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Neurite-Enriched MicroRNA-218 Stimulates Translation of the GluA2 Subunit and Increases Excitatory Synaptic Strength

  • Anna RocchiEmail author
  • Daniela Moretti
  • Gabriele Lignani
  • Elisabetta Colombo
  • Joachim Scholz-Starke
  • Pietro Baldelli
  • Tatiana Tkatch
  • Fabio Benfenati
Article

Abstract

Local control of protein translation is a fundamental process for the regulation of synaptic plasticity. It has been demonstrated that the local protein synthesis occurring in axons and dendrites can be shaped by numerous mechanisms, including miRNA-mediated regulation. However, several aspects underlying this regulatory process have not been elucidated yet. Here, we analyze the differential miRNA profile in cell bodies and neurites of primary hippocampal neurons and find an enrichment of the precursor and mature forms of miR-218 in the neuritic projections. We show that miR-218 abundance is regulated during hippocampal development and by chronic silencing or activation of neuronal network. Overexpression and knockdown of miR-218 demonstrated that miR-218 targets the mRNA encoding the GluA2 subunit of AMPA receptors and modulates its expression. At the functional level, miR-218 overexpression increases glutamatergic synaptic transmission at both single neuron and network levels. Our data demonstrate that miR-218 may play a key role in the regulation of AMPA-mediated excitatory transmission and in the homeostatic regulation of synaptic plasticity.

Keywords

GluA2 Homeostatic plasticity Local translation Neurite-specific microRNAs 

Notes

Acknowledgements

We thank Luigi Naldini for kindly providing lentiviral vectors; Monica Morini, Riccardo Navone (Italian Institute of Technology, Genova, Italy), and Michele Cilli (IRCCS San Martino, Genova, Italy) for help in breeding the mice; and Arta Mehilli (Center for Synaptic Neuroscience, Istituto Italiano di Tecnologia, Genova, Italy) for assistance in the preparation of primary cultures. This study was supported by research grants from Compagnia di San Paolo (2015.0546 to FB and 2017.0589 to PB), EU FP7 Project “Desire” (Grant agreement n. 602531 to FB) and the Italian Ministry of Health Ricerca Finalizzata (GR-2013-02355540 to AR).

Compliance with Ethical Standards

Conflict of Interest

The authors declare that they have no conflict of interest.

Supplementary material

12035_2019_1492_Fig5_ESM.png (109 kb)
Fig. S1

Specificity of the effects of miR-218 on GluA2 3′UTR in HEK293T cells. (A) Luciferase expression was used to monitor the dose-dependent effect of miR-218 mimic on GluA2 3’UTR in HEK293T cells that do not endogenously express GluA2. Scr, scrambled miRNA control. (B) Effect of miR-218 and miR-218 inhibitor (anti-miR-218) on the wild type and mutated forms of Gria2 3′UTR. Data are shown as means ± sem (n = 4). * p < 0.05, ** p < 0.01; unpaired Student’s t test. (PNG 108 kb)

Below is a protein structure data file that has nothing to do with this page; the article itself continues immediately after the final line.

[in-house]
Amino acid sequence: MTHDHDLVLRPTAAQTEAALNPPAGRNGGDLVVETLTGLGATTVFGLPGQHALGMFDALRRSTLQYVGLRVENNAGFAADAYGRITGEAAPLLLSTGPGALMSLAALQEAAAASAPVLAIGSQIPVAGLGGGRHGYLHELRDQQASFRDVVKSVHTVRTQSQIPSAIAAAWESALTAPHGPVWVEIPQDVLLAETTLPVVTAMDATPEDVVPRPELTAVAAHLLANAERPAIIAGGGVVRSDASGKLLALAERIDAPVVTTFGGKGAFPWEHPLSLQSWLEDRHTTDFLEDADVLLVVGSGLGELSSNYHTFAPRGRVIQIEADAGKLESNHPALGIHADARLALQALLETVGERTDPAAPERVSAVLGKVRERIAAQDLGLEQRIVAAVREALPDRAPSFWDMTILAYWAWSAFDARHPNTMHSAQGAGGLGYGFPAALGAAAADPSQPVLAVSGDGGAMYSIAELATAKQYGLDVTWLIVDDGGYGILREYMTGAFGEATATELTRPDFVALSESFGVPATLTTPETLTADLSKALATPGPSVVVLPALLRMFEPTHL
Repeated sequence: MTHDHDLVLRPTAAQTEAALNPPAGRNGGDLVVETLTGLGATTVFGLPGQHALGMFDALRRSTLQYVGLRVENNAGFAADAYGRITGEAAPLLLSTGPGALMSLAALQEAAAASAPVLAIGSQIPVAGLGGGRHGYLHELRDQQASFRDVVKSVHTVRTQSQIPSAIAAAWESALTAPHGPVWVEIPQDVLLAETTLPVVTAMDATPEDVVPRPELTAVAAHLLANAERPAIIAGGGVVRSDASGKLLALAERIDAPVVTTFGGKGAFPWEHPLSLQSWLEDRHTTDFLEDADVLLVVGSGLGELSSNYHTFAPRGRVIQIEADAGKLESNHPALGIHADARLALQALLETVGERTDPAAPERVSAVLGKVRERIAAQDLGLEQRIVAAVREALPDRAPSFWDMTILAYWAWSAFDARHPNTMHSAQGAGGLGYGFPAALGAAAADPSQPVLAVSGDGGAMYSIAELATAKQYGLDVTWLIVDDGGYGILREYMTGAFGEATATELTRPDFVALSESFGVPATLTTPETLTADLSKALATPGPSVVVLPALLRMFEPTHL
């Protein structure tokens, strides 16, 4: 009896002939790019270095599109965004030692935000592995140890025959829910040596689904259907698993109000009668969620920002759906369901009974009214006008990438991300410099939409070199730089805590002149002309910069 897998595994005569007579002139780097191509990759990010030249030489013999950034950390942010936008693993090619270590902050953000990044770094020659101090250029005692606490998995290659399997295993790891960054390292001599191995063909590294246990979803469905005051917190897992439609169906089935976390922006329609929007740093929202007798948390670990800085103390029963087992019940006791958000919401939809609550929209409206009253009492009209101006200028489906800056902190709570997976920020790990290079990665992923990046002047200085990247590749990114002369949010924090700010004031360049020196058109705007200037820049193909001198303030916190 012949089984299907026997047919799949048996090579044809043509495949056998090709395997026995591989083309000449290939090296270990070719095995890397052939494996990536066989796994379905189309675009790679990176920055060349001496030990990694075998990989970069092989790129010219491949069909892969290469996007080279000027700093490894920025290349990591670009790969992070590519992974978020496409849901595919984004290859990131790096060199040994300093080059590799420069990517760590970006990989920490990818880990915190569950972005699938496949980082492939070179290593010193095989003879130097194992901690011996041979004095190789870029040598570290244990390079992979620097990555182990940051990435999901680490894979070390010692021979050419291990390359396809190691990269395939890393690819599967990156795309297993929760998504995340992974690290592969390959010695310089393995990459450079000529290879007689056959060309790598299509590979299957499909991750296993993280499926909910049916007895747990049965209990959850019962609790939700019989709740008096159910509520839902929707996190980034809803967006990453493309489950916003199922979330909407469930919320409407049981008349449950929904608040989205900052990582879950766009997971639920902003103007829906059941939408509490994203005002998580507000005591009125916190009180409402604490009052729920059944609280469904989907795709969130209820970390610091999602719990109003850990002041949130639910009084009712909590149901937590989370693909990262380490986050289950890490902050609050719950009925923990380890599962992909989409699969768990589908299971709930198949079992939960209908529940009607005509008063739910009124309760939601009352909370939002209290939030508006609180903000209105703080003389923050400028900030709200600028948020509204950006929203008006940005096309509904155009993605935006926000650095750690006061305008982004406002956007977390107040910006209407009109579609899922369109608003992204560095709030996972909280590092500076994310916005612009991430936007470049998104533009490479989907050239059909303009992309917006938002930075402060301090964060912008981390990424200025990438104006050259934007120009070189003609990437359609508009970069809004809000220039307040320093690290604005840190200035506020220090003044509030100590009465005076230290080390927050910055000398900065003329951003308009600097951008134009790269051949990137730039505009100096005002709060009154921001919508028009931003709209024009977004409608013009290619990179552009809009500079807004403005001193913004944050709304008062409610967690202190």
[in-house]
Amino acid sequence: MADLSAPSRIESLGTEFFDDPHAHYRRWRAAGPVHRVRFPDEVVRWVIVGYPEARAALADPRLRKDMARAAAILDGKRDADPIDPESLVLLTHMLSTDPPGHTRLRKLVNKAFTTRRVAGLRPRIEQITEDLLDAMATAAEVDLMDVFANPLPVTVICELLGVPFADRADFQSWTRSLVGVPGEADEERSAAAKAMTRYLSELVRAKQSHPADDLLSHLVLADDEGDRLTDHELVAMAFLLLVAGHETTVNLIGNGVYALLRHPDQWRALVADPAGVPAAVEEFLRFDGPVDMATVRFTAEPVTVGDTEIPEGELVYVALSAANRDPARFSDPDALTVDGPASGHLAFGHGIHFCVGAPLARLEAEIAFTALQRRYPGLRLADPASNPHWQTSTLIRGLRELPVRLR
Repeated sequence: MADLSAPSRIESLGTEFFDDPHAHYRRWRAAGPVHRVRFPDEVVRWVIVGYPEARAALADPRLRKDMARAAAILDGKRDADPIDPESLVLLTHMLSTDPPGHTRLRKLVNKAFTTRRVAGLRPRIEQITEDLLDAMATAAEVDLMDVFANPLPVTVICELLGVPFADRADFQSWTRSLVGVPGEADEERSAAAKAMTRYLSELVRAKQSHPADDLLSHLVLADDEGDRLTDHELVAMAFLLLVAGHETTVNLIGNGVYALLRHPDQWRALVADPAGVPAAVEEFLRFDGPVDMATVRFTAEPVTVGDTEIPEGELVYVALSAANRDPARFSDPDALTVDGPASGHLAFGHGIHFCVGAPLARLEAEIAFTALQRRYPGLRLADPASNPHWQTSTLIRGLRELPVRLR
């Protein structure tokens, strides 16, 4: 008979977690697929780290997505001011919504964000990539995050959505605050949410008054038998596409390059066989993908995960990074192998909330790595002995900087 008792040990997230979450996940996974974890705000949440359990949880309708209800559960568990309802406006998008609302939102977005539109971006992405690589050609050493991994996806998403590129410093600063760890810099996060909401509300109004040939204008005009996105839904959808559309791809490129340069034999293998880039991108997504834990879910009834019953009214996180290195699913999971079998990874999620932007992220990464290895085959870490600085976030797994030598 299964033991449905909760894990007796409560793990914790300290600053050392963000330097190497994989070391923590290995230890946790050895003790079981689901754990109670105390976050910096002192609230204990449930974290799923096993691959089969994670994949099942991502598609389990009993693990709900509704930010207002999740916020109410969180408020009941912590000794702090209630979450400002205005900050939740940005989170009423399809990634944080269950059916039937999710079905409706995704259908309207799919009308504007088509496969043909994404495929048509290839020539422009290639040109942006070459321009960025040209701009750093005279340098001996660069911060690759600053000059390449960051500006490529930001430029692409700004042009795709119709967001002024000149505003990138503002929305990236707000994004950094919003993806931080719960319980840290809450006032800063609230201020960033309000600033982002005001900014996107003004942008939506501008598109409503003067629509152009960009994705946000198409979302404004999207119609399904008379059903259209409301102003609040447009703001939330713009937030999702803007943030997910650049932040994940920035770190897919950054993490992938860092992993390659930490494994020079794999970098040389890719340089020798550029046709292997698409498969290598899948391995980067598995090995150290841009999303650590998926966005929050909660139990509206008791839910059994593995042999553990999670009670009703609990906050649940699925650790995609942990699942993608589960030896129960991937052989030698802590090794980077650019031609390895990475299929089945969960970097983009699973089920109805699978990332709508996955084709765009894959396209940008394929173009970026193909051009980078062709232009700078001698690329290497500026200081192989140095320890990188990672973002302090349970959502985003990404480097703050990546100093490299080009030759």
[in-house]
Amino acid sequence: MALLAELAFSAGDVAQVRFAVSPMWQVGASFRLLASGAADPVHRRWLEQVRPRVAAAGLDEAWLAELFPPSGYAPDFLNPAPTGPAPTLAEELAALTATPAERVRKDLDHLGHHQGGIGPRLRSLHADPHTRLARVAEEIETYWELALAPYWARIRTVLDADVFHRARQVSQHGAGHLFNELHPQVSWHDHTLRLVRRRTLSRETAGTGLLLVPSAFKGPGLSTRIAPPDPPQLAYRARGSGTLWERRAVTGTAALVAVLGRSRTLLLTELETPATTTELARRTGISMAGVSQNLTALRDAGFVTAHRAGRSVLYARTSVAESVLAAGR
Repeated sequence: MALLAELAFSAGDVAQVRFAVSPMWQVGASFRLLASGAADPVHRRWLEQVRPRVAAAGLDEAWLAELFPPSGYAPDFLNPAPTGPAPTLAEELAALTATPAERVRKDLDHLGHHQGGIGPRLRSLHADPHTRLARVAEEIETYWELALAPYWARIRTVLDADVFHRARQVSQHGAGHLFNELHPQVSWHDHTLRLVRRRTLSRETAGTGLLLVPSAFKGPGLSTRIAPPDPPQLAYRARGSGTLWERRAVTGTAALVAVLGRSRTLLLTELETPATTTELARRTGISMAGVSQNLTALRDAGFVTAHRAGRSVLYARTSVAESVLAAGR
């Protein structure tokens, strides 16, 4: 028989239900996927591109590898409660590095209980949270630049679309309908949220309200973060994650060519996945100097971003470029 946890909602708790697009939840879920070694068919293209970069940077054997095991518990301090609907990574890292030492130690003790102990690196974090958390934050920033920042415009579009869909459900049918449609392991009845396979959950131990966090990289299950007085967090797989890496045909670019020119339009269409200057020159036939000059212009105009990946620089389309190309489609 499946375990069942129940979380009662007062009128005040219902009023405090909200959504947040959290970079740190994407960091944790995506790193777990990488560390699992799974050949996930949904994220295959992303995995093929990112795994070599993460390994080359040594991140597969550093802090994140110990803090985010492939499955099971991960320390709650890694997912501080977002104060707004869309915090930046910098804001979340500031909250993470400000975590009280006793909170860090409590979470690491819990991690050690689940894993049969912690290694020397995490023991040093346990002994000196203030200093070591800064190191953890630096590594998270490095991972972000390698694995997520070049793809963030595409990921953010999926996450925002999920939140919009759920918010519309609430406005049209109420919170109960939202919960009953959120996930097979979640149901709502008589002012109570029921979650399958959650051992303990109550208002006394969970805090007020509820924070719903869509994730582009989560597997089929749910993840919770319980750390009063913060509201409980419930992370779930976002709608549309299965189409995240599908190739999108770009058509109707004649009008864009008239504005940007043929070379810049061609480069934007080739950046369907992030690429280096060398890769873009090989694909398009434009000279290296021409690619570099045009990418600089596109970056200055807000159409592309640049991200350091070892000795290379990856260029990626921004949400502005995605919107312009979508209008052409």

12035_2019_1492_MOESM1_ESM.tif (37.6 mb)
High Resolution Image (TIF 38480 kb)
12035_2019_1492_Fig7_ESM.png (26 kb)
Fig. S2

Luciferase mRNA is not affected by miR-218 overexpression. Real time PCR analysis of luciferase transcript level in hippocampal neurons overexpressing miR-218 mimic as compared to the respective scrambled sequence (Scr). Data are shown as means ± sem (n = 4). (PNG 26 kb)

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High Resolution Image (TIF 4890 kb)
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Fig. S3

The effects of miR-218 on network activity are mediated by an increase in AMPA transmission. (A) Representative raster plots of the network electrical activity recorded in neurons expressing scrambled sequence (black), miR-218 (red) or miR-218 (green) in presence of the specific AMPA glutamate receptor inhibitor CNQX (20 μM) . (B) The overall activity of the network under the various experimental conditions is expressed as the cumulative firing rates recorded over a period of 200 s (Hz) weighted on the number of active electrodes. Data are means ± sem (n = 3 independent preparations). * p < 0.05; ** p < 0.01; one-way ANOVA/Bonferroni’s multiple comparison test. (PNG 153 kb)

12035_2019_1492_MOESM3_ESM.tif (42 mb)
High Resolution Image (TIF 42968 kb)
12035_2019_1492_MOESM4_ESM.xlsx (11 kb)
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ESM 2 (XLSX 10 kb)

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Authors and Affiliations

  1. 1.Center for Synaptic Neuroscience and TechnologyIstituto Italiano di TecnologiaGenoaItaly
  2. 2.IRCSS Ospedale Policlinico San MartinoGenoaItaly
  3. 3.Department of Experimental Medicine, Section of PhysiologyUniversity of GenoaGenoaItaly
  4. 4.Institute of Neurology, Department of Clinical and Experimental EpilepsyUniversity College LondonLondonUK
  5. 5.Consiglio Nazionale delle RicercheInstitute of BiophysicsGenoaItaly

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